01.09.2017 - 31.08.2022
The evaluation of Earth system models (ESMs) with observations is crucial for model improvements and a better process understanding of the climate system. It is also a vital prerequisite for trustworthy climate projections of the 21st century to be used for policy guidance. High-profile reports such as the Intergovernmental Panel on Climate Change Fifth Assessment Report (IPCC AR5) attest to the exceptional societal interest in understanding and projecting future climate. The climate projections considered in the most recent report are mostly from the ESM experiments defined and internationally coordinated as part of the Coupled Model Intercomparison Project Phase 5 (CMIP5). CMIP has been a major, very successful endeavour of the climate community for understanding past climate changes and for making projections and uncertainty estimates of the future in a multi-model framework. However, adequate use of CMIP results requires an awareness of the limitations. It is essential, therefore, to subject models to a systematic evaluation against observations.
While progress has been made in ESM evaluation over the last decades, there are important opportunities and challenges for CMIP6, with simulations starting in 2016. A critical aspect in ESM evaluation is the availability of consistent, error-characterized global and regional Earth observations as well as accurate global reanalyses that are constrained by assimilated observations. In many cases the lack or insufficient quality of long-term observations or observations for process evaluation remains an impediment, but improvements can be made by fully exploiting existing observations and by better taking into account observational uncertainty. Part of the difference between model results and observations can be attributed to unforced variability, originating from the nonlinear nature of the variable climate system. An accurate assessment of model performance therefore has to take into account internal climate variability in addition to observational uncertainty. Another longstanding open scientific question is the missing relation between model performance and future projections. While evaluation of the evolving climate state and processes can be used to build confidence in model fidelity, this does not guarantee the correct response to changed forcing in the future. The relatively new field of emergent constraint analysis which refers to the use of observations to constrain a simulated future Earth system feedback offers the potential to reduce uncertainty in climate projections.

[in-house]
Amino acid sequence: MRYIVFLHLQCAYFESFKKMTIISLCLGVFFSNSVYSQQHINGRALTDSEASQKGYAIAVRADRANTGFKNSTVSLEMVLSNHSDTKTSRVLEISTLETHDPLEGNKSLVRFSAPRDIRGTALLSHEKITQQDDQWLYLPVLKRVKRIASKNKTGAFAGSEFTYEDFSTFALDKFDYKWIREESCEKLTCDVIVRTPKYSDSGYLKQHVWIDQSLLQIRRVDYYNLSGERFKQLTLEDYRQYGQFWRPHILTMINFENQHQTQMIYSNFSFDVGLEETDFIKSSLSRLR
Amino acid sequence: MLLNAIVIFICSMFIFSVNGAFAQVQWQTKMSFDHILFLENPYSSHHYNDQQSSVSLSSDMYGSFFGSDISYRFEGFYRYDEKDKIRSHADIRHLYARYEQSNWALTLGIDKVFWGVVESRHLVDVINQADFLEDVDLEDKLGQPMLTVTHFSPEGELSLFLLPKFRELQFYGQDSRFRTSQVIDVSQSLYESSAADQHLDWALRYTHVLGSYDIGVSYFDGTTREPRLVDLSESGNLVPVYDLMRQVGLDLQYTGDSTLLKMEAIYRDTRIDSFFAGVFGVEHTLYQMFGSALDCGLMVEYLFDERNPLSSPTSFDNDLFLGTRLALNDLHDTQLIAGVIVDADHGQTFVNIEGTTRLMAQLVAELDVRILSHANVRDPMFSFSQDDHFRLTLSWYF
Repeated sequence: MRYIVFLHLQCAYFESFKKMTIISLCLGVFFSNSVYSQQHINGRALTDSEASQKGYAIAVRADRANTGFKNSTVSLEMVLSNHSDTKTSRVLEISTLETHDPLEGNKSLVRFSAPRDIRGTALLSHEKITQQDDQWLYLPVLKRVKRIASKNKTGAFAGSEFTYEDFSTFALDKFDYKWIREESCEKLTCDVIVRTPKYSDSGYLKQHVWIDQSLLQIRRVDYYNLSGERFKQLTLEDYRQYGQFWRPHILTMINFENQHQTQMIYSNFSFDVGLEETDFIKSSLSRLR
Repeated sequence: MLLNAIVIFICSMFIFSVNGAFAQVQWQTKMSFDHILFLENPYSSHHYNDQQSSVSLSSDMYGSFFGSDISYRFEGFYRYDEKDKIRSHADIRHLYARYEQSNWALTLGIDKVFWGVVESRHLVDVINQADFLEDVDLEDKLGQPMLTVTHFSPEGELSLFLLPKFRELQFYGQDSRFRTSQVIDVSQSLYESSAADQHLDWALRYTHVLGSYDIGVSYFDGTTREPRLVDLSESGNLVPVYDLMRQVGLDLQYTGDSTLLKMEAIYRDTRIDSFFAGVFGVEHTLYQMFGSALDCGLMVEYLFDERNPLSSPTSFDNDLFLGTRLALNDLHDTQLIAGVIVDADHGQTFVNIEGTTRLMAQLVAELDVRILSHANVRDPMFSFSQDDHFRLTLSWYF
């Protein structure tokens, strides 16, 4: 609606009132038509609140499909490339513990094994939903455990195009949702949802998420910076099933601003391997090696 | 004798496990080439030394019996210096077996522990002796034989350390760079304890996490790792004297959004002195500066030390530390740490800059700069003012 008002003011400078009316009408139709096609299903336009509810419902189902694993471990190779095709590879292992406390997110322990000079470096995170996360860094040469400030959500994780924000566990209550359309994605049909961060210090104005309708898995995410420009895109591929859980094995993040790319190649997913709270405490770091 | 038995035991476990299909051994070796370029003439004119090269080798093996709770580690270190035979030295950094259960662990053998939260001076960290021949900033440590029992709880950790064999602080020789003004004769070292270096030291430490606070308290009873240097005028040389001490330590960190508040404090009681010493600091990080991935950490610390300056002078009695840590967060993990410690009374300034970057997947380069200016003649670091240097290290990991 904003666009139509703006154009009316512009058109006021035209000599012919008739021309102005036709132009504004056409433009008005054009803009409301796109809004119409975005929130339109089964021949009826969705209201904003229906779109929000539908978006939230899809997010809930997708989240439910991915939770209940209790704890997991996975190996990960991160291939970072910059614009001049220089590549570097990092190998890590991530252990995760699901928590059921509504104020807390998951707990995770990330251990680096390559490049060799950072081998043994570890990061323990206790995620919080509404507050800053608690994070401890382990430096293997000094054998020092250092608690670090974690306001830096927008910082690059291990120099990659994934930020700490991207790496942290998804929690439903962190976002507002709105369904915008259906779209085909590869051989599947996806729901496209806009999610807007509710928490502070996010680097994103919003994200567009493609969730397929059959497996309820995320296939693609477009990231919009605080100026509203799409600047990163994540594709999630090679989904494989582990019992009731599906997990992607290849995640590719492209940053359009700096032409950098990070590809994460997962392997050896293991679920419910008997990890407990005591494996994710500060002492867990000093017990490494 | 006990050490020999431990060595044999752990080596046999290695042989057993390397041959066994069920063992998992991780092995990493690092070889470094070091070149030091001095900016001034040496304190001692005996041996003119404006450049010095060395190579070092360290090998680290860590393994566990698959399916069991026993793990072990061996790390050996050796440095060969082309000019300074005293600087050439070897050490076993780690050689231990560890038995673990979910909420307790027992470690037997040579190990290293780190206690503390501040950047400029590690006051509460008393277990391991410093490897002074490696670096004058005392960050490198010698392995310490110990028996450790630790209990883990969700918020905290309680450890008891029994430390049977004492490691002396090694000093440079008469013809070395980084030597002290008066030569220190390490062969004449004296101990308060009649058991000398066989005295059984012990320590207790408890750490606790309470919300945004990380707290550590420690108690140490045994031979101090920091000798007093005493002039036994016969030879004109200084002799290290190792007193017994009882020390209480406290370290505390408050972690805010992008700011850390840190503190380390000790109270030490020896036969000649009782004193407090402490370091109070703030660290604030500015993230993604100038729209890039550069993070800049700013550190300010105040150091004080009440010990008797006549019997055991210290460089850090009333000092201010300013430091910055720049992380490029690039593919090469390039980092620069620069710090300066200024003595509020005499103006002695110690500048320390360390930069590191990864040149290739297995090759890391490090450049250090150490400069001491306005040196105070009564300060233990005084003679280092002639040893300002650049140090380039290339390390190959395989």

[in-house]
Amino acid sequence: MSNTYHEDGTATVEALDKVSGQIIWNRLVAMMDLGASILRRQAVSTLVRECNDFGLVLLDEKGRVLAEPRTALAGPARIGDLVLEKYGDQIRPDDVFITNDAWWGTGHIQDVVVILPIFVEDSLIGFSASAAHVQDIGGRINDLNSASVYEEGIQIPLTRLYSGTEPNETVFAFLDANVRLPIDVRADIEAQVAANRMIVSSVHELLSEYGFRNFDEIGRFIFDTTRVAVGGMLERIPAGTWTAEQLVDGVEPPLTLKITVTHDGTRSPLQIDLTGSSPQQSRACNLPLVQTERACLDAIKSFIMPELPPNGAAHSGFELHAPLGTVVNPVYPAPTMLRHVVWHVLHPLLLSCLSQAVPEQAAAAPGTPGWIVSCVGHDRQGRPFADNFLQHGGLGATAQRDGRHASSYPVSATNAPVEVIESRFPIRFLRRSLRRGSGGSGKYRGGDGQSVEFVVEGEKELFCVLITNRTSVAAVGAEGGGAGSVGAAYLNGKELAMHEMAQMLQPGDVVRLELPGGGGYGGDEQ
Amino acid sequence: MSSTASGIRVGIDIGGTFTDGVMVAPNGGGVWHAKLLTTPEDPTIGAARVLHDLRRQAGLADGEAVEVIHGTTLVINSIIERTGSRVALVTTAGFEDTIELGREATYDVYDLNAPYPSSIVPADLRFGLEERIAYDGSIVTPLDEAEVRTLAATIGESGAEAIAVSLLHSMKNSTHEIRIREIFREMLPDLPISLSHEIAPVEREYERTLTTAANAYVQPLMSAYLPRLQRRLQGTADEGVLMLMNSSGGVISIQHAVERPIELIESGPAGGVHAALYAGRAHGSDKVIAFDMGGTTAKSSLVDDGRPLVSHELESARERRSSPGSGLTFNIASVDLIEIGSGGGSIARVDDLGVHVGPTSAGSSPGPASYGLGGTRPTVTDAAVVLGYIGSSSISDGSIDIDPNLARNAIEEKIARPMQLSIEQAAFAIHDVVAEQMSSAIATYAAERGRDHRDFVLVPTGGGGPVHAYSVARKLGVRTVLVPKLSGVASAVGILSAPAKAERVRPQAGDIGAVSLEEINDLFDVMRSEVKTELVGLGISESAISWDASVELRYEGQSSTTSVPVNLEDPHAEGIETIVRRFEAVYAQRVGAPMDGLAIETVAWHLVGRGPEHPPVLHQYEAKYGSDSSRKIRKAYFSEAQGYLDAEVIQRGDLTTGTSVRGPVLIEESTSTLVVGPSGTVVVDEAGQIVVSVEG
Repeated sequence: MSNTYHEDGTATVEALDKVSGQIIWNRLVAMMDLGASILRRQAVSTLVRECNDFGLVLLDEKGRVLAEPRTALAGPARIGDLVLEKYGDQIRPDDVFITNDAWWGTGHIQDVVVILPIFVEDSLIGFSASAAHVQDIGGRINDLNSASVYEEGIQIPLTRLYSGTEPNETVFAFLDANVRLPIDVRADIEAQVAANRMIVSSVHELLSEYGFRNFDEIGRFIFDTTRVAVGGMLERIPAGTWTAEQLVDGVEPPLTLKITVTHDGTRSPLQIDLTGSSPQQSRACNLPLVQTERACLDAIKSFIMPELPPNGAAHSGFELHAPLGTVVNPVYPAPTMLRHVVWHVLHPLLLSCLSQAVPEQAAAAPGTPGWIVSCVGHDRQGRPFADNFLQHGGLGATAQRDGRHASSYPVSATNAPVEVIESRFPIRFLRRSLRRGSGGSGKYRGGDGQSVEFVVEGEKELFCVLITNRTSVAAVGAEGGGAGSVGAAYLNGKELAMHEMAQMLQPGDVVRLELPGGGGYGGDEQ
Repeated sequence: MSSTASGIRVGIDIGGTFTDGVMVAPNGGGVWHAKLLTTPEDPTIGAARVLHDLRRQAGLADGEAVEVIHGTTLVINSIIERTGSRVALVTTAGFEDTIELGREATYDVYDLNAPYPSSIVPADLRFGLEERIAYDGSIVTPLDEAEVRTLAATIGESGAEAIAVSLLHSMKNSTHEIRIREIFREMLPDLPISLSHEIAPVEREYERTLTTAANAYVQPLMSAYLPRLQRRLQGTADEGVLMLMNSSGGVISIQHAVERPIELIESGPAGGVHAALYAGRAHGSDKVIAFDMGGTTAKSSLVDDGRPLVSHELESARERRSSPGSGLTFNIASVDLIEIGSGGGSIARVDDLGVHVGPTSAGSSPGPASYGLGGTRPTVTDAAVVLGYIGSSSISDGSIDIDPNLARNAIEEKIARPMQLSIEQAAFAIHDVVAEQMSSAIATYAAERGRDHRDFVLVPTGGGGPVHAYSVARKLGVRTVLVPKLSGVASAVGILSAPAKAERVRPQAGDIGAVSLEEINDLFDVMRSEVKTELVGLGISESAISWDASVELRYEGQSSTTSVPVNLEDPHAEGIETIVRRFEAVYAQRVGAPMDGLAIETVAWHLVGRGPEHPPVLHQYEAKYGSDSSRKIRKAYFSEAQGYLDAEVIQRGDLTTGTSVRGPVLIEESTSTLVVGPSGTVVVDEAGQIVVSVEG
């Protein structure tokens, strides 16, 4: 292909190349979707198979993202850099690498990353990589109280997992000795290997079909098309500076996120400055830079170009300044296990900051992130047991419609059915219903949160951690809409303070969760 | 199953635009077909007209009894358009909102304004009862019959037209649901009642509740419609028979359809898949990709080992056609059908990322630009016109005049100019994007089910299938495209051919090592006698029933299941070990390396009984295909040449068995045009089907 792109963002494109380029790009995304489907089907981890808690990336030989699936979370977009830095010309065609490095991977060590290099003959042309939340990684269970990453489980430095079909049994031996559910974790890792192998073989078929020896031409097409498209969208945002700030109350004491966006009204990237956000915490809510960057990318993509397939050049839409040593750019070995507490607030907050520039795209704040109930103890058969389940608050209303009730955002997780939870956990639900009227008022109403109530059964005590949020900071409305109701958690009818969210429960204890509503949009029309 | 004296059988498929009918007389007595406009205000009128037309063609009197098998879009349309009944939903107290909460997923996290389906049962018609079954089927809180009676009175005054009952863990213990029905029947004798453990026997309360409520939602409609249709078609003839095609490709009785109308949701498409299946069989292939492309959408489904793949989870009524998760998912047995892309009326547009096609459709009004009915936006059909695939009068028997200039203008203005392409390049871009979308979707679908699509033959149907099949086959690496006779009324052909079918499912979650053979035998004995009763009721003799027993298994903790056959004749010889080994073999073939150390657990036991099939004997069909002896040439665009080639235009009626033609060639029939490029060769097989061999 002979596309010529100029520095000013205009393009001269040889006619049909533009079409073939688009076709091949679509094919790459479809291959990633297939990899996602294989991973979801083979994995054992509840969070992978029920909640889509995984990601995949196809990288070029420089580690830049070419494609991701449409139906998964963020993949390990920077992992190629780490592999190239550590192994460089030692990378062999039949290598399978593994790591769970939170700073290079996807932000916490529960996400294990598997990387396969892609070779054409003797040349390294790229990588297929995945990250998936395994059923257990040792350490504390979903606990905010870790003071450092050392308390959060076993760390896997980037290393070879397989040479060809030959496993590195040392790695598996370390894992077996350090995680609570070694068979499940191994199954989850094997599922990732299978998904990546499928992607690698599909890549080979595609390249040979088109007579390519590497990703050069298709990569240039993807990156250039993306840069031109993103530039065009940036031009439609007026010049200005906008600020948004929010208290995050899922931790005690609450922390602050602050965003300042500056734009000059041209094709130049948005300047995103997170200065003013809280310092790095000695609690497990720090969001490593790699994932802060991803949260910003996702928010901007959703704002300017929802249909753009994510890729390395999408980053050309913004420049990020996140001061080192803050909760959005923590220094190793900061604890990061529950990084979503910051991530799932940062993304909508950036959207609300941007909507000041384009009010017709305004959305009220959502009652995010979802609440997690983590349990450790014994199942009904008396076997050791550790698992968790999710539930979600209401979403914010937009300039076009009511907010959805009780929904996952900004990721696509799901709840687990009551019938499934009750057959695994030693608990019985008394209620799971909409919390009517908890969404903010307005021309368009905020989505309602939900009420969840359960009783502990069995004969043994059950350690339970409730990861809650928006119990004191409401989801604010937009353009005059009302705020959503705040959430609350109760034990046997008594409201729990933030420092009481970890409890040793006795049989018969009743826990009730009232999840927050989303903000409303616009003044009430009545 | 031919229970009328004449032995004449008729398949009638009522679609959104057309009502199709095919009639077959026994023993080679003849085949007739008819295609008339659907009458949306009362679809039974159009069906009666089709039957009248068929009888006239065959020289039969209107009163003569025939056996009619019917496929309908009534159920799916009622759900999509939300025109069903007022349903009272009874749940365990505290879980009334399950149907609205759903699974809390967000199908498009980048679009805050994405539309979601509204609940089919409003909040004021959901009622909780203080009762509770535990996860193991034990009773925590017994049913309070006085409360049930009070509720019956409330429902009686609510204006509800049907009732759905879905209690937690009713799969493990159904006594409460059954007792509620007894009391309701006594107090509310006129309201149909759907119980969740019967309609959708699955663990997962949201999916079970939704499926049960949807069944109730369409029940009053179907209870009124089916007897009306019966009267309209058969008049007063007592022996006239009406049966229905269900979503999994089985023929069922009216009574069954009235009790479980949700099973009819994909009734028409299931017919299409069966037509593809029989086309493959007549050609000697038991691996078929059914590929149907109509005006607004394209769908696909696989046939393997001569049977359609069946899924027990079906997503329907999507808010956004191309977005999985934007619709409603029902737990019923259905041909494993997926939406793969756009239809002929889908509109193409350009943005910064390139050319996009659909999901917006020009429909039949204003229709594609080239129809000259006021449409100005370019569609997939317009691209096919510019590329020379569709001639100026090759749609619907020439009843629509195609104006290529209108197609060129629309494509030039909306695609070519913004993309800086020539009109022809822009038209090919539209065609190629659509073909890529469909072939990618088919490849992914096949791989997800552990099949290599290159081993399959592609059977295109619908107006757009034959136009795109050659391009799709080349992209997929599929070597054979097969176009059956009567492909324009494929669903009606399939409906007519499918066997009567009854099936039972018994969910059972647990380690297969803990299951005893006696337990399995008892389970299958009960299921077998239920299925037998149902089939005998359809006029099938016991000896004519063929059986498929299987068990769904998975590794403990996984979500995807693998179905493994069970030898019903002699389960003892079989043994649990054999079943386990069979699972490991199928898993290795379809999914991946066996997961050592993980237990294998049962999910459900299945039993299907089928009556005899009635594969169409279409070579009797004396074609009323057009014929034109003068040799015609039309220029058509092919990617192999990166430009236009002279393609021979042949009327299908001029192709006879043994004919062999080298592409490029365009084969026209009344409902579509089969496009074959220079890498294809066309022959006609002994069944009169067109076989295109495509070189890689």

The goal of EVal4CMIP is to address the main outstanding scientific issues in ESM evaluation listed above by (a) exploiting available satellite observations and developing new evaluation methods that take into account observational uncertainty, (b) better consideration of internal climate variability in ESM evaluation, and (c) identifying critical processes most important to the magnitude and uncertainty of future projections. Our starting point for observations used in the evaluation of CMIP models will be datasets that are made available as part of obs4MIPs (Observations for Model Intercomparison Projects) that are technically aligned with CMIP model output as well as long-term data products for example from the ESA Climate Change Initiative (CCI). While one focus of our work is the broad characterization of the CMIP models across the atmosphere, ocean, and terrestrial domains, observational uncertainty, internal variability and emergent constraints will be studied for specific applications focusing on carbon dioxide (CO2), methane (CH4), and sea ice. Here, we will use mainly products that are developed at the DLR Institute of Atmospheric Physics (DLR-IPA) and the Institute of Environmental Physics and Remote Sensing of the University of Bremen (IUP-IFE) to further explore the impact of observational uncertainty and internal variability on evaluation results and emergent constraints, and to develop corresponding statistical methods. Example datasets include the ESA CCI CO2 and CH4 products and sea ice datasets from passive microwave sensors such as the Advanced Microwave Scanning Radiometer - Earth Observing System (AMSR-E). New datasets such as those from the French / German Climate Methane Remote Sensing Lidar Mission (MERLIN) and ESA’s Sentinel 5 Precursor mission will be included as soon as the data become available. The starting point for CO2 for example will be the analysis of surface fluxes and concentration anomalies particularly with respect to feedbacks with other geophysical quantities such as surface temperature. We will also invest in operational evaluation of physical and biogeochemical aspects by contributing the new methods and diagnostics developed in EVal4CMIP to the Earth System Model Evaluation Tool (ESMValTool). The ESMValTool is a community-wide diagnostic tool for the evaluation of ESMs against observations that is developed by various international partners under the lead of the applicant at DLR-IPA. The advanced version of the ESMValTool will be applied to CMIP models and the ECHAM/MESSy Atmospheric Chemistry (EMAC) model, which is now the main modelling tool at DLR-IPA.